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: Music in films  ( 9912 )
shorty larsen
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« #15 : May 15, 2005, 12:12:43 PM »

I agree on Spielberg and Williams and let me include Herzog and Popol Vuh (Florian Frocke) collaboration.

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« #16 : May 16, 2005, 07:11:34 PM »

In my opinion, no director appart Leone ever made such a symbiosis between the music and the film. Especially for the first three Leone Westerns. The duo Leone / Morricone has never been overtoped in my opinion. And as far as I'm concerned, Morricone 's work on the first three Leone westerns is his best (Dynamite and OUATIA are a bit under according to me). Even if Morricone did thousand of other soundtracks, they haven't this "immediate appeal". Evidently, it has to do with the fact that Leone gave the music extreme importance: I don't see many director who gave so much place to music: in Leone's film,the music isn't made for the movie, this the movie wich is made for the music (it's so true that Leone played the soundtracks on th set) and everything, every move and effect is planned with music in mind. And Leone also knew how to use silence too, wich few dircectors know nowaday and even yesterday. And at last : the director and the composer works were totally in phase as both were litterally soaked by Latin culture. In the other movies things often go so fast that you haven't the time to listen the music, if you ever notice it...Or the most memorable is only the generic, the rest beeing less noticeable, like in Star War.

 So here is my question:have you got any example of films where music and films worked so effectively as in Leone westerns? Some example of such a tandem: director/ music composer who did such a great job?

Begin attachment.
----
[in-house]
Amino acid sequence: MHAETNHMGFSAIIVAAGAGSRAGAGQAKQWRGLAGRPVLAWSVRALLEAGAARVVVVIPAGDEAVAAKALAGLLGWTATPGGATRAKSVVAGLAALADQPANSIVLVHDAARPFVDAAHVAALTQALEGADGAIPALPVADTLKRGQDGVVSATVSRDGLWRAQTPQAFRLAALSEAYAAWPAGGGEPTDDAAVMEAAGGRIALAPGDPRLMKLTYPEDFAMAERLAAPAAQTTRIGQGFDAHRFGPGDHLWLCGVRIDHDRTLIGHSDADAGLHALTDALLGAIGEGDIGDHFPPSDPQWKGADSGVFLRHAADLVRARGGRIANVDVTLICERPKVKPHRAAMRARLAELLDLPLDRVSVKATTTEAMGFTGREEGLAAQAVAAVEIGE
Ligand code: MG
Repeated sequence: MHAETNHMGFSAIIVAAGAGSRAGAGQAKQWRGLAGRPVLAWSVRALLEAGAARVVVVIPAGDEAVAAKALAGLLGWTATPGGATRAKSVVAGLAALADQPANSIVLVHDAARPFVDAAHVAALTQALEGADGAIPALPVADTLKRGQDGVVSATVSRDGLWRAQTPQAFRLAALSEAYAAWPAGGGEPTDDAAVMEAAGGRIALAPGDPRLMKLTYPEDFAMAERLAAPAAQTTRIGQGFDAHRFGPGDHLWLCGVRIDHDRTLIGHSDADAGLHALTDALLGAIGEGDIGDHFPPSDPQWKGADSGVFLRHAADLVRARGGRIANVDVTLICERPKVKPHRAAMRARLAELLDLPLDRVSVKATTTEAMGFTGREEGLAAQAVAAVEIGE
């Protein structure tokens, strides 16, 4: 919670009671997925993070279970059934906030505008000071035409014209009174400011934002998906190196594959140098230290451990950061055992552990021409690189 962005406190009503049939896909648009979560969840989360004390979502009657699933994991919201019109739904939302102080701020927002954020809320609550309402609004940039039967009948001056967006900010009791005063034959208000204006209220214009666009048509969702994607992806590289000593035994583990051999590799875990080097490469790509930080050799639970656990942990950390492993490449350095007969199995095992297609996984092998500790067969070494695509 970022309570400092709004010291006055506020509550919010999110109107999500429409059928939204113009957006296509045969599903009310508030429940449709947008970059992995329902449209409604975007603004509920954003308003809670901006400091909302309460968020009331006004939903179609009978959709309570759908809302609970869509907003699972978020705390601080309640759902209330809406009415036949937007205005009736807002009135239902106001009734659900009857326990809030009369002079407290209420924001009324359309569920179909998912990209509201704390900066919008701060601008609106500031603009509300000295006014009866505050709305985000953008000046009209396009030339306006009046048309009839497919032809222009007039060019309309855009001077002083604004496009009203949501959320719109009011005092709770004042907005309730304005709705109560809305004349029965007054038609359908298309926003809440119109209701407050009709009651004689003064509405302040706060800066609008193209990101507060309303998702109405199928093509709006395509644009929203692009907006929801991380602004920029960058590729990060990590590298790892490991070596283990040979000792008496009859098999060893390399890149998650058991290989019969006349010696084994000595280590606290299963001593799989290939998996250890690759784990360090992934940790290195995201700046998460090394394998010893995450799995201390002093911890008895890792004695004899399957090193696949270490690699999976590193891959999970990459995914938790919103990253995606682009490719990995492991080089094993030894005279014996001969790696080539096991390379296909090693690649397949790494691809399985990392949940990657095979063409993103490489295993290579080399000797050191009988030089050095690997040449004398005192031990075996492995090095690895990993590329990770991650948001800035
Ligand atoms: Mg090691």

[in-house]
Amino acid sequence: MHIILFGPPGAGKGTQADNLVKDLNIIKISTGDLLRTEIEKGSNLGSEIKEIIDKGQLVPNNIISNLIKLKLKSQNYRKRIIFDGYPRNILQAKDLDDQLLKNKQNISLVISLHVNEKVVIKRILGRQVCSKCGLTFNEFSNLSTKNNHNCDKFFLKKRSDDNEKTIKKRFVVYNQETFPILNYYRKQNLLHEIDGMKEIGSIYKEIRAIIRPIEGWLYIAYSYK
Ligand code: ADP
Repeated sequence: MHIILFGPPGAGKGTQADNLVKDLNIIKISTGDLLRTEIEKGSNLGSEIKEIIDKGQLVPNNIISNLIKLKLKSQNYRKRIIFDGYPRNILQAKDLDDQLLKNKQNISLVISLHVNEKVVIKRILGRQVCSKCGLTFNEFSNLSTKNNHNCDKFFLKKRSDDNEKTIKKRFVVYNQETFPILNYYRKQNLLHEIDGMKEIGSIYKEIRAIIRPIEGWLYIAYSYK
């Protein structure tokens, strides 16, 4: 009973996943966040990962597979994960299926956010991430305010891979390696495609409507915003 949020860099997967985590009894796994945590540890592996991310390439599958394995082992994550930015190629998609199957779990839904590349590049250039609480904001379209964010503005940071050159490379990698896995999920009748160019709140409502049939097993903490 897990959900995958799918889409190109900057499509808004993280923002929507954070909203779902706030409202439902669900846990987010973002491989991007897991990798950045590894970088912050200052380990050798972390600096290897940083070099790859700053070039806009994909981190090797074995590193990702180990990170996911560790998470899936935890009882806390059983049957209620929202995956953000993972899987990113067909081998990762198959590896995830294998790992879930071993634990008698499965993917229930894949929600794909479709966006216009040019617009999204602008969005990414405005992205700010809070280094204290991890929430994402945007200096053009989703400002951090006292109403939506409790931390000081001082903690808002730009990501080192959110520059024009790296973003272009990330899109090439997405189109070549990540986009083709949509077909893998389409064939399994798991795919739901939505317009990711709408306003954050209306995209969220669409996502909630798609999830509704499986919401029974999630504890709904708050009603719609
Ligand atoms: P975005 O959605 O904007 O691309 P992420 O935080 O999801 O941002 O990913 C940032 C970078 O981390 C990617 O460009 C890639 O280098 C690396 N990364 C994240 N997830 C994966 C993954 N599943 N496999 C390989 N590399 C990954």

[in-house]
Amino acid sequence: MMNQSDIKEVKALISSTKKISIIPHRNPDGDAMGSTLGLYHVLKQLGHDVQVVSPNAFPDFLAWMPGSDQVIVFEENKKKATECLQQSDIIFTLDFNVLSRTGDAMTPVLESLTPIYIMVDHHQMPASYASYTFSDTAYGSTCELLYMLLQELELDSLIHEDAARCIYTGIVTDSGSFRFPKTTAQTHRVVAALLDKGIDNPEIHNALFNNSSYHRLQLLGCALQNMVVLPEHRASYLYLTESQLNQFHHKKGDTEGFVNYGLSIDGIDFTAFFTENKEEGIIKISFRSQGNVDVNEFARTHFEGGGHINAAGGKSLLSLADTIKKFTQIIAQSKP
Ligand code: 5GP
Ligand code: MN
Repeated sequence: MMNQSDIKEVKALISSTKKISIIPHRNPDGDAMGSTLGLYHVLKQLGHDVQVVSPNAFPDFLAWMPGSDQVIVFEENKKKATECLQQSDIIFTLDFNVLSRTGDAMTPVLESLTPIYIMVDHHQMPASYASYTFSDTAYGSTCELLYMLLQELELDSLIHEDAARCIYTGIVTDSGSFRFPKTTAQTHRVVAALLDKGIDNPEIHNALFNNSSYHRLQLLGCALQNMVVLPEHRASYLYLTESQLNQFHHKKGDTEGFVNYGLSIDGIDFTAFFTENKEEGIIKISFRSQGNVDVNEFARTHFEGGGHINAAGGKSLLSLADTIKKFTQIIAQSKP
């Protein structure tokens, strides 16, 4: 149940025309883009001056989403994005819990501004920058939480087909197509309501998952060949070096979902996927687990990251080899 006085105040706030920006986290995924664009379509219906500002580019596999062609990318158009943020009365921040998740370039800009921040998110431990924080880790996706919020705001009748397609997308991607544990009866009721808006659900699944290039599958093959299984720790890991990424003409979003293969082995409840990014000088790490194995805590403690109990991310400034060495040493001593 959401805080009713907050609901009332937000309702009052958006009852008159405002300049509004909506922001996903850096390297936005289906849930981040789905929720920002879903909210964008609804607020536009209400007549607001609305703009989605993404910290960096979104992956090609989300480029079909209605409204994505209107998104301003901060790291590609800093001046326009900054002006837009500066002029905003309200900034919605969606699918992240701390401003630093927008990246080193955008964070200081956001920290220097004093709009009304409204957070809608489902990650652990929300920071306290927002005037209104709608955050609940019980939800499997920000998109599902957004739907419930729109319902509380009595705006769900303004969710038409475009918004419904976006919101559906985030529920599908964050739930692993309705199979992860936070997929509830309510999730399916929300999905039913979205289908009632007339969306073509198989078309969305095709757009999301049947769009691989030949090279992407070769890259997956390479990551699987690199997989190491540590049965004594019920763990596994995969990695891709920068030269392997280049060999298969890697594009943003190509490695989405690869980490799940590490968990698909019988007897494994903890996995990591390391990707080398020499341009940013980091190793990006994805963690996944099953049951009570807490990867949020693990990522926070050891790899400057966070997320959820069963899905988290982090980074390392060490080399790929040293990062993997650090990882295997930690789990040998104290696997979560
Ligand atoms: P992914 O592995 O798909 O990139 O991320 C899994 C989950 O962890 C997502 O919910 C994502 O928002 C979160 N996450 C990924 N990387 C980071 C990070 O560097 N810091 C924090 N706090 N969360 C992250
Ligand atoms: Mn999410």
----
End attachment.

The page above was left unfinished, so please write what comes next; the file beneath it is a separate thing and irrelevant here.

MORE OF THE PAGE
FYI, I published an article on the Leone/Morricone collaboration in Film Score Monthly
There have been many fruitful director/composer collaborations but none to compare with the above.

Two worth mentioning: Oliver Stone/John Williams (JFK< NIXON< BORN ON THE FOURTH OF JULY)

"Other Morton's will come along  and they'll kill it off"

My article on the restoration of the The Big Gundown
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« #17 : May 17, 2005, 03:38:03 AM »

Good point on Herzog/Popol Vuh. Another good 'un:

Kurosawa and Hanasaku (pre-1955 films)
Kurosawa and Sato (1955 onwards)

A general point about Morricone/Leone, their collaborations are also the only examples I can think of in film where parts of the score have been used, not just to underscore mood and action, but also almost as punctuation in the rhythm of the flim - for example the "twang" when Mortimer opens his stash of guns near the beginning of FFDM, or the "Aiee-aiee-aaah" when someone gets a surprise in GBU.

It's class.

« #18 : June 05, 2005, 10:08:10 AM »

I have to agree. I bought the GBU soundtrack and love it!!
Even George Lucas, the most famous driector and famous for his music in his films comes no where close to Morricone and Leone.  The ending show down at the cemetary in GBU would be worth nothing without Morricone's music.  Builds such a passion and mood for the sceen. That has to be my favorite 5 minutes 2 seconds of all time. I'm only disapointed they didn't include the gun shot sounding clips in the soundtrack.

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